"Therefore," Sekulow noted, "if your school district displays a "God Bless America" or "In God We Trust" sign and/or merely allows the recitation of the pledge as one of the alternatives for engaging in patriotic exercises, there will be no constitutional violation."

So how does AU cope with the example set for school children by President Bush's declaration of a National Day of Prayer on Sept. 14? An October 24 AU statement advises government officials to refrain from asserting that prayer and religious worship are "somehow the natural, logical or expected" reaction to the tragic events.

But the AU reminds citizens, including public school administrators, that "millions of Americans do not do not believe in God at all, are agnostic or embrace humanistic principles."

In order to display respect for the religious beliefs of all Americans, AU suggests citizens embrace the "diversity of opinion on matters of theology and politics" of all non-Christian faiths.

Yet Sekulow believes recent calls for patriotism and the inclusion of God in speech are "something that's going to be with this country for a long time." He added that prior to the terrorist attacks this was lost, but "I think we've recaptured something here."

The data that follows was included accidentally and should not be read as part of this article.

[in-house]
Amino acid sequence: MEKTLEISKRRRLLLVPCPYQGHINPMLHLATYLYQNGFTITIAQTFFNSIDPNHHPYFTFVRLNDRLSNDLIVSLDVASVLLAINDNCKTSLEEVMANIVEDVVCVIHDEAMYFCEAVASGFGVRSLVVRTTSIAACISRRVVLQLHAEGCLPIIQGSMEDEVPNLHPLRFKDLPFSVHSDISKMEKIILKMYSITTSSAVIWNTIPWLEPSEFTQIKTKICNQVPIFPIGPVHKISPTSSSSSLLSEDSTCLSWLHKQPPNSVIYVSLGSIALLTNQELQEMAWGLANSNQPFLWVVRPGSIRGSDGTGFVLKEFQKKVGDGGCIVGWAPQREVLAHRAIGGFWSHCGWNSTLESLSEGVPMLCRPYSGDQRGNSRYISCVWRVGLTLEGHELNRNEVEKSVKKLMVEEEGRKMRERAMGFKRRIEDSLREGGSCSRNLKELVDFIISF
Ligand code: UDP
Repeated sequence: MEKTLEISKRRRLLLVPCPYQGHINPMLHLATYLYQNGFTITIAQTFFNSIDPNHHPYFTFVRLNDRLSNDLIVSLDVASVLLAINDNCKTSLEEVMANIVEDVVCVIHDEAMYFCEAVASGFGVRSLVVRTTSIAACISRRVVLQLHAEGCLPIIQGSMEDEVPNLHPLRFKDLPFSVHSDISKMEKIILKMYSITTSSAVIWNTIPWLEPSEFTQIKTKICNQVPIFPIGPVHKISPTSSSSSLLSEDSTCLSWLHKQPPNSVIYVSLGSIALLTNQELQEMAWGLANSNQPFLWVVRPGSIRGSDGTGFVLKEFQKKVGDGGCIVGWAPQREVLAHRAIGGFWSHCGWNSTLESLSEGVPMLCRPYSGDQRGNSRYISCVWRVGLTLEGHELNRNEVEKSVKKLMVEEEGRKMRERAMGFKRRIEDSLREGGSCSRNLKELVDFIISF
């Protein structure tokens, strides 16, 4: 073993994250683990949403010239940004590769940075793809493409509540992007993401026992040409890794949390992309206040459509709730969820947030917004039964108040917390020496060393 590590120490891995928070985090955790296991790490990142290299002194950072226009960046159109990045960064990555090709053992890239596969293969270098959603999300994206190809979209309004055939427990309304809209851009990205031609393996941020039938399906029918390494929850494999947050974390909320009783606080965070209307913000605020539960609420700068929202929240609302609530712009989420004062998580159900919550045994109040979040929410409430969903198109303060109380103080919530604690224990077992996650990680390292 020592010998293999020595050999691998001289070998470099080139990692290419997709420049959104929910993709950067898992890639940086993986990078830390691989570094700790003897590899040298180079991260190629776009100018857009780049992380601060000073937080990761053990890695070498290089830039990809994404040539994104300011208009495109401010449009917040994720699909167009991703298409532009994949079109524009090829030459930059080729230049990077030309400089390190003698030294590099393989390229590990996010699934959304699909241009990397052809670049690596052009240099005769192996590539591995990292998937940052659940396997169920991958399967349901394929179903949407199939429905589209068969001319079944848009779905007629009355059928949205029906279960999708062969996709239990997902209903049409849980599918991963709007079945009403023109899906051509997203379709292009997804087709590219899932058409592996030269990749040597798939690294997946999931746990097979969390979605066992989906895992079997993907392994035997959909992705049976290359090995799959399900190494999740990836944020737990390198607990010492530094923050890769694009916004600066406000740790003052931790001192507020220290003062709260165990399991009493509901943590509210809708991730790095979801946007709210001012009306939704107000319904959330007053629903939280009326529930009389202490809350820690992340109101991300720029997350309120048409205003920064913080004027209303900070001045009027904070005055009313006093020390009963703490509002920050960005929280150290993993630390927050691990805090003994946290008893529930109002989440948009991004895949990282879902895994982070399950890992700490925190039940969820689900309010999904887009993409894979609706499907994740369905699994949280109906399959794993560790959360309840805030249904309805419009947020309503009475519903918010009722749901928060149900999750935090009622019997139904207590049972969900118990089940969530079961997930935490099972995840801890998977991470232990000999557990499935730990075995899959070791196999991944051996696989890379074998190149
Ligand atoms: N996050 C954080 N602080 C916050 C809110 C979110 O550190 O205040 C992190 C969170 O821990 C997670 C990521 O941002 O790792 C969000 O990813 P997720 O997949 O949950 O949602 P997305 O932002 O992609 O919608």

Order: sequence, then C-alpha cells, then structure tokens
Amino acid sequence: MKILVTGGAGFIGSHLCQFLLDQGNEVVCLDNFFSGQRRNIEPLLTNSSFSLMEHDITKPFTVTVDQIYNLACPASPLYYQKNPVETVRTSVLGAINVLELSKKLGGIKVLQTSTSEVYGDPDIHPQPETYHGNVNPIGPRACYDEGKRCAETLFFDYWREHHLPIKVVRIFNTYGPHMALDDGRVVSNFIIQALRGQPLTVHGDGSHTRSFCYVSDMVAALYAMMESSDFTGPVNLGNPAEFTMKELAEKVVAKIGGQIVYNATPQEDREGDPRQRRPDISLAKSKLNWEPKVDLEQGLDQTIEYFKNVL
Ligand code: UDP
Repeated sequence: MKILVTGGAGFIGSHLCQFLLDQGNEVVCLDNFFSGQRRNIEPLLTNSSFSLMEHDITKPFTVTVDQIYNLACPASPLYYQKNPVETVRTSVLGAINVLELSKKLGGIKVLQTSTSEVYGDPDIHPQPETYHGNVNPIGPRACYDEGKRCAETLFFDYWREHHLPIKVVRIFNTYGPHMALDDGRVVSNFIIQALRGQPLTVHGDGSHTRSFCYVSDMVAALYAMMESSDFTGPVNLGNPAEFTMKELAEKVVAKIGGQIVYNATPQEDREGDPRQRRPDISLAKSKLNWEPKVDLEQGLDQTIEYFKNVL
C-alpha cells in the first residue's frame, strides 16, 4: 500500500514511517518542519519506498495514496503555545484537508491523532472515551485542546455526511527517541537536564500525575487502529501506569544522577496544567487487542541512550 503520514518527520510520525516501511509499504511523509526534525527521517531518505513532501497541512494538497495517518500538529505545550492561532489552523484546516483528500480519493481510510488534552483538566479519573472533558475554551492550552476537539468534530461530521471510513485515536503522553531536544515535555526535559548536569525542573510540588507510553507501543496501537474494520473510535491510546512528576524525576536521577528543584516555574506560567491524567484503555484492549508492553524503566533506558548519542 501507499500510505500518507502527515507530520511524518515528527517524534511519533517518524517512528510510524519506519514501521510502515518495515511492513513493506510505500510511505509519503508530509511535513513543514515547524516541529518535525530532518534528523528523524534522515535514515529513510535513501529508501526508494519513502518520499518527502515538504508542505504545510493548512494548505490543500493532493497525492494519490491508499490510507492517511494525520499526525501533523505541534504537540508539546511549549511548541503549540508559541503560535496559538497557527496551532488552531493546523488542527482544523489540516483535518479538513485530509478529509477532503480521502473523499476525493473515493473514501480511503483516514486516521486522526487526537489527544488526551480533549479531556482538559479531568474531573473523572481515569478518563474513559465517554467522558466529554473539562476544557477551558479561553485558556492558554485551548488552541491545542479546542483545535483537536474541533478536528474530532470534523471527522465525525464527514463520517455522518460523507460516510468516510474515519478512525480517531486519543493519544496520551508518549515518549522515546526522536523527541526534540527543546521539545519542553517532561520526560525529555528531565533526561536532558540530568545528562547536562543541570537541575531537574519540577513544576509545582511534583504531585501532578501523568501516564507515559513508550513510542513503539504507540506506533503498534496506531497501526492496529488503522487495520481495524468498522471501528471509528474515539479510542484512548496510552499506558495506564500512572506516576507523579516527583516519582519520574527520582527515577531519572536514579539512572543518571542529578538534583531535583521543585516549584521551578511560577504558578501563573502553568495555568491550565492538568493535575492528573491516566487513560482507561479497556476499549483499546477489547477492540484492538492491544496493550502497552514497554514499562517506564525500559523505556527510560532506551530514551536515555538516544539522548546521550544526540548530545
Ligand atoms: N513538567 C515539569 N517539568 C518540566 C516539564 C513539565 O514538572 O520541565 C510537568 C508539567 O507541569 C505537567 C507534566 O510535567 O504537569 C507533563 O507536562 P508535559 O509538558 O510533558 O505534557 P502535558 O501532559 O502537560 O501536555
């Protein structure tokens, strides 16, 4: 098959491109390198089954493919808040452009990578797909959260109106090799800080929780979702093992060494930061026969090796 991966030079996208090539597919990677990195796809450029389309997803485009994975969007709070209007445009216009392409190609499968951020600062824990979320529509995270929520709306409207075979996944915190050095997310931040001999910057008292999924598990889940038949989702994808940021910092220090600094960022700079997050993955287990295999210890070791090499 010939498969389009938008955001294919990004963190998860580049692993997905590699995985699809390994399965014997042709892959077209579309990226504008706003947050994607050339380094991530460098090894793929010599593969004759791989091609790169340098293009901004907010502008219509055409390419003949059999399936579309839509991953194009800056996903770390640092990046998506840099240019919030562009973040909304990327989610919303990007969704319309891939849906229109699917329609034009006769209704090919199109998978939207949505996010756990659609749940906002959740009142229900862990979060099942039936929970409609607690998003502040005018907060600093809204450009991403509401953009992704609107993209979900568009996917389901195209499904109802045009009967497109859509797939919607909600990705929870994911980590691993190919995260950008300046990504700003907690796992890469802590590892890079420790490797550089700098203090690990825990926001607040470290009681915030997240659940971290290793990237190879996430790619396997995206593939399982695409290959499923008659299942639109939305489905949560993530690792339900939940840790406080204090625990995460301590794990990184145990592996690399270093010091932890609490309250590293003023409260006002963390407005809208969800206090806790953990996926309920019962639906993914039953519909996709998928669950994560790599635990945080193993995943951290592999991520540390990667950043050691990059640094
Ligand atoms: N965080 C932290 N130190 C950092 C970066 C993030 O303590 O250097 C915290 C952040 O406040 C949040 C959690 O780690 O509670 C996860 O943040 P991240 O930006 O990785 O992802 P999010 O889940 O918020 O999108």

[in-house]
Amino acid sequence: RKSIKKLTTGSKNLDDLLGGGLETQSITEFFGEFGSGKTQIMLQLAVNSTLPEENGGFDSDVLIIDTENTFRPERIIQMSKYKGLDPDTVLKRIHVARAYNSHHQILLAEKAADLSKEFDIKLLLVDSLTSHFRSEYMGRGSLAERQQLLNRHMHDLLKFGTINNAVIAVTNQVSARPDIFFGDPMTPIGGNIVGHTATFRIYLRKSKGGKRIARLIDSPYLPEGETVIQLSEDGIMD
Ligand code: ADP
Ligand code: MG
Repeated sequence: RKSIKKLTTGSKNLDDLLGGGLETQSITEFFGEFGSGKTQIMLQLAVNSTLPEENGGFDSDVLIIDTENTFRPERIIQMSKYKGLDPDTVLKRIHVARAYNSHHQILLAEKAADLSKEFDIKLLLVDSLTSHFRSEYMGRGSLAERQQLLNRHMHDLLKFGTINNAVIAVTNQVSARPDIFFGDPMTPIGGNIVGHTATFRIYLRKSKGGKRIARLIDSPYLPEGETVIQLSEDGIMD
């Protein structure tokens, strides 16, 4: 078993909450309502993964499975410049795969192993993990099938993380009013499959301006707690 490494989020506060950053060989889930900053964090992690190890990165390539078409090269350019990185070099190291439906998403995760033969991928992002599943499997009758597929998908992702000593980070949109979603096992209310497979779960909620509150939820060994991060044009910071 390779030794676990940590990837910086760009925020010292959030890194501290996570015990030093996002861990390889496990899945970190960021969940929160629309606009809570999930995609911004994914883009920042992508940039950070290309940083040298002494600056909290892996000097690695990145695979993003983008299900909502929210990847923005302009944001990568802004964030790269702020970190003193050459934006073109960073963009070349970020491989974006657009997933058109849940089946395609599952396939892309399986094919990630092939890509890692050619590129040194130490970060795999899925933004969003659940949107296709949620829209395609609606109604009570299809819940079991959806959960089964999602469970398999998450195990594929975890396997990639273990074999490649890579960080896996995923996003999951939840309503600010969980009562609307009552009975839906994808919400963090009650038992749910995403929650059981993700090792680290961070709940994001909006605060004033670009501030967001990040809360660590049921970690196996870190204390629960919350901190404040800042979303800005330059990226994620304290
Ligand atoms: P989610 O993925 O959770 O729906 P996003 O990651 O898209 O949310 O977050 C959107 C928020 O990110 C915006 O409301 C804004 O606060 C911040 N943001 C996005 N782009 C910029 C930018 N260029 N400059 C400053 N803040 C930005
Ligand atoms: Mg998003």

However, AU warns that God-inclusive patriotic speech can "make any citizen feel like an outsider on account of religious belief or lack thereof."

AU makes clear that it does not aim to extinguish America's new-found sense of pride, but desires to protect those offended by the inclusion of God in patriotic speech. As such, the civil rights organization suggests using "more inclusive" slogans such as "United We Stand" over the "divisive" yet popular, "God Bless America."

Sekulow says this is just an example of civil rights groups trying to "squelch" the use of patriotic phrases. He further vowed to challenge attempts by groups such as AU, noting that he is already working on six individual public-school-oriented cases similar in intent to AU's.

AU is steadfast in facing such challenges by Sekulow, maintaining that terms including "In God We Trust" and "God Bless America" promote religious messages or activities. Further, AU warns, such patriotic speech may cause some citizens to "feel like second-class citizens."

Calling for Americans to reaffirm their commitment to church-state separation and not turn their backs on it, AU notes that terrorists dislike America for its official policy of government neutrality toward religion.

"They want a theocracy where one faith is mandated by the government," AU commented. "It would be highly ironic if our response to this threat was to lower our own wall of separation between church and state," the statement concluded.

Sekulow holds that it is "hardly likely" that patriotic expressions that include reference to God present a threat to the separation of church and state "greater than the study and performance of religious songs and hymns associated with Christmas (or other) observances."